Los Angeles’ cavalcade of dockless scooters and bikes will avoid tougher requirements, including new fees and a requirement for locks, at least until the end of the year, while the Los Angeles Department of Transportation irons out several key regulations for the infant industry.
The Los Angeles City Council’s transportation committee technically approved a set of regulations proposed by the LADOT this week, but it delayed the rollout until Dec. 31 and sent the tougher rules back to the drawing board in-between. time.
Now, the same companies that opposed the proposal are optimistic that the extra time will allow them to negotiate common ground. In a statement, Lyft praised the board members’ delay.
“While we were disappointed that LADOT’s plan did not address many of our concerns and feedback, we look forward to working with the LADOT Board and staff over the next three months,” Lyft said in a statement.
Phuong Bui, head of government partnerships for Spin, said the company supports the city’s goal of “penalizing bad actors and incentivizing good partners” and called it a step in the right direction.
Uneven distribution in neighborhoods
LADOT initially took a softer approach to regulation in the first year of its “micro-mobility” pilot program, but too few companies took advantage of the incentives to roll out in low-income neighborhoods and instead oversaturated the streets of Venice, Hollywood and downtown. . Residents have complained of scooters left haphazardly on sidewalks, thrown into trees and abandoned on private property. Some neighborhoods have never seen the vehicles.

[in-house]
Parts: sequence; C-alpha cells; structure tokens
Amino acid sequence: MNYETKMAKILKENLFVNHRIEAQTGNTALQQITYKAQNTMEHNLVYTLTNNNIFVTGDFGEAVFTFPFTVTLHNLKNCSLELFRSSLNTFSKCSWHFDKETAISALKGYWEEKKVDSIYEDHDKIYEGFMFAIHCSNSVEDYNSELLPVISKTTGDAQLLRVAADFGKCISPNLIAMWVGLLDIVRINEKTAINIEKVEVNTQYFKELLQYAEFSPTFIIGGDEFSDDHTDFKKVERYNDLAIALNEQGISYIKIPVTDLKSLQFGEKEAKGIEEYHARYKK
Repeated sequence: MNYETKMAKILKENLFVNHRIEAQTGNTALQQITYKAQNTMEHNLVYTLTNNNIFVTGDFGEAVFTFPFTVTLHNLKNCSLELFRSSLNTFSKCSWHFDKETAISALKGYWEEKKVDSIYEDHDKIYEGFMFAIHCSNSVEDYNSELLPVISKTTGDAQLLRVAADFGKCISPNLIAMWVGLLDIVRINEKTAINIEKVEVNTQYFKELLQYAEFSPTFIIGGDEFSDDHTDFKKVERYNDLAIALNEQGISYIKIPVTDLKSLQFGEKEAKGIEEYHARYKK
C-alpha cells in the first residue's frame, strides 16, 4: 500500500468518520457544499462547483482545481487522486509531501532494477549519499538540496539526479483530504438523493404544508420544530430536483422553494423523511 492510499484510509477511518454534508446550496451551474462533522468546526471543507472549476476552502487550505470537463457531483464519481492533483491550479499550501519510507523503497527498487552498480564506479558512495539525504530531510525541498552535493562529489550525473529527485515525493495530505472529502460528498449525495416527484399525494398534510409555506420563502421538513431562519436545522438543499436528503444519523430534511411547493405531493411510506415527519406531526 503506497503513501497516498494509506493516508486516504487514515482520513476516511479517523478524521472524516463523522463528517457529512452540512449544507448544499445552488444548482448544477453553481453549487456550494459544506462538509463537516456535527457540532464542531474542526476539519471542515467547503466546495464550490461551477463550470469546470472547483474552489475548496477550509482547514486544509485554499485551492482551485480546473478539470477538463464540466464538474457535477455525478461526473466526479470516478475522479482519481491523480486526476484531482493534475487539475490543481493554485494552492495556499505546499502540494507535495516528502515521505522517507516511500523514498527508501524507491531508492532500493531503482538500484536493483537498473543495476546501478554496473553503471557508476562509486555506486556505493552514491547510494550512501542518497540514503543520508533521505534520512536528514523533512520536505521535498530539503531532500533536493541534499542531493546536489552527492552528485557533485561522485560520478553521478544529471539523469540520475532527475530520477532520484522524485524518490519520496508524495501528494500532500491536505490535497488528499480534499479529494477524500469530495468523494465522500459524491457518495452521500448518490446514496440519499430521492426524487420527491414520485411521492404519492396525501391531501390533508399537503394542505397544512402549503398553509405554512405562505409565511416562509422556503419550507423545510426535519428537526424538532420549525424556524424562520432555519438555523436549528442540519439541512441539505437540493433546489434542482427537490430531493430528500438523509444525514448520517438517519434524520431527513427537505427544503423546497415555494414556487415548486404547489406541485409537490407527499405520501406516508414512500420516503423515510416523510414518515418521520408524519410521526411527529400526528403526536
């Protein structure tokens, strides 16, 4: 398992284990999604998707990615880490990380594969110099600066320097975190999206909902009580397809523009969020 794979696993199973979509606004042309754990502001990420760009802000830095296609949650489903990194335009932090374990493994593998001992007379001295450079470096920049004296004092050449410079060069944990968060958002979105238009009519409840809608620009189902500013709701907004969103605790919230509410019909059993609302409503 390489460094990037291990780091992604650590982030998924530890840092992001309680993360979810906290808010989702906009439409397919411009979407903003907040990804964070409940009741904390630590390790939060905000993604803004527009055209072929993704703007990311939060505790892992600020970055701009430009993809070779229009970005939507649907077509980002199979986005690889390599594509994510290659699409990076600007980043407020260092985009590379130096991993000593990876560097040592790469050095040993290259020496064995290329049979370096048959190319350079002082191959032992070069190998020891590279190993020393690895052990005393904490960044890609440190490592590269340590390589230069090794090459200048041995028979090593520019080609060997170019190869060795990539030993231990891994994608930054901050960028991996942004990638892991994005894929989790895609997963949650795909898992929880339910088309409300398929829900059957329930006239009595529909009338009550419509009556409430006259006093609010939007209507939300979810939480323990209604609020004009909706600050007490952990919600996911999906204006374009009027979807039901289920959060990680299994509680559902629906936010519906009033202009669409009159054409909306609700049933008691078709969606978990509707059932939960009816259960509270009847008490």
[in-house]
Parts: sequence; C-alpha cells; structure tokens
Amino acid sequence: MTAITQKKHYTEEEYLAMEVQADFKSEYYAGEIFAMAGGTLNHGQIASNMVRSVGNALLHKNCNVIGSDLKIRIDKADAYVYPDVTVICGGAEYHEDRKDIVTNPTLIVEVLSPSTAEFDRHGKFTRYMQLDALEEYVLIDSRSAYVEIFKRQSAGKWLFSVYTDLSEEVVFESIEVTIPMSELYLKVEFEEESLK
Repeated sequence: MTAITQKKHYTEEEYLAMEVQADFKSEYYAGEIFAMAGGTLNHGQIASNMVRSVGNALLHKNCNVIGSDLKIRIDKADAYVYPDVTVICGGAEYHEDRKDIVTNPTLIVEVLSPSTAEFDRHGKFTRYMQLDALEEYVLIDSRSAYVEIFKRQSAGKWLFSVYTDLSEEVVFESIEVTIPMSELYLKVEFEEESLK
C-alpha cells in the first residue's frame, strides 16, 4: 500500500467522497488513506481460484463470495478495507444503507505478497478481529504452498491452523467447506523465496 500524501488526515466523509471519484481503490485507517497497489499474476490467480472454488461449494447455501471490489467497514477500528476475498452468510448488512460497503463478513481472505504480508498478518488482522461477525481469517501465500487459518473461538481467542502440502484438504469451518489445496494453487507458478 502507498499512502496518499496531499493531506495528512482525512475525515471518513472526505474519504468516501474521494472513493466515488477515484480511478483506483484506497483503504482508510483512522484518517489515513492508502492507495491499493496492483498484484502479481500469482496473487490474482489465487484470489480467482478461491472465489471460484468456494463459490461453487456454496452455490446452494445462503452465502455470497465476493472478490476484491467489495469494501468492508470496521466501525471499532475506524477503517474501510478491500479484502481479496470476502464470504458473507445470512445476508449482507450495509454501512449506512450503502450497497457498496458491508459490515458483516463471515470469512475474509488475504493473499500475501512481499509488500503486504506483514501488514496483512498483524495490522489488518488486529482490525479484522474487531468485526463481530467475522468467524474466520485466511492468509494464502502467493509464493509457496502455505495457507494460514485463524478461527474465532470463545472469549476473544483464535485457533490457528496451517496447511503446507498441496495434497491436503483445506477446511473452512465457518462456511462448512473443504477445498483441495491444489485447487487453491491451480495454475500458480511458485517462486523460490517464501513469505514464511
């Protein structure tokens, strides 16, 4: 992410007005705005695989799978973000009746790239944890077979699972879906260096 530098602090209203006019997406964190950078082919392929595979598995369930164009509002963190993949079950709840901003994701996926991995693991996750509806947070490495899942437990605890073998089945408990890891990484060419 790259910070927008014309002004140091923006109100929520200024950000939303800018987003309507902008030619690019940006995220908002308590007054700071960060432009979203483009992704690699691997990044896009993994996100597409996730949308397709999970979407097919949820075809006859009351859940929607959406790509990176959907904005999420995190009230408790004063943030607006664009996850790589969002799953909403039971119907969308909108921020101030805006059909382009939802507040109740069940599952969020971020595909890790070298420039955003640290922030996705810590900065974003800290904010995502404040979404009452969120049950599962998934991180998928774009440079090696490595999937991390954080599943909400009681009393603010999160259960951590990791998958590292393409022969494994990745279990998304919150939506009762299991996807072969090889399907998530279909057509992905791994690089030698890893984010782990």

“There really wasn’t a deep shared commitment to achieving these equity outcomes,” Seleta Reynolds, LADOT’s chief executive, said at Wednesday’s committee meeting. The city offered a “carrot basket” but found that without harsh penalties, companies chose to ignore large swaths of the city, she said.
Nearly a quarter of runners in the pilot program earned $100,000 or more a year, according to a one-year review. The review also found that only 2% of all trips started or ended in the San Fernando Valley. According to the report, response times to service requests – 90% of which were related to improperly parked vehicles – were nearly four hours longer in the Valley than averages elsewhere.
Punishment led to compliance
But the department’s new regulations in response to the program’s first year relied too much on penalties, at least according to providers. Fines for non-compliance with the proposed regulations can reach $100,000 under the proposed rules.
Three particular areas have been targeted by companies as potentially damaging to the industry. First, requiring vehicles to be retrofitted to lock on any bike rack within the next six months would cost businesses ‘millions’, they said, despite the city lacking the necessary infrastructure in place before the deadline. LADOT said the requirement was staggered for a reason, so companies could prepare for the inevitable change in advance.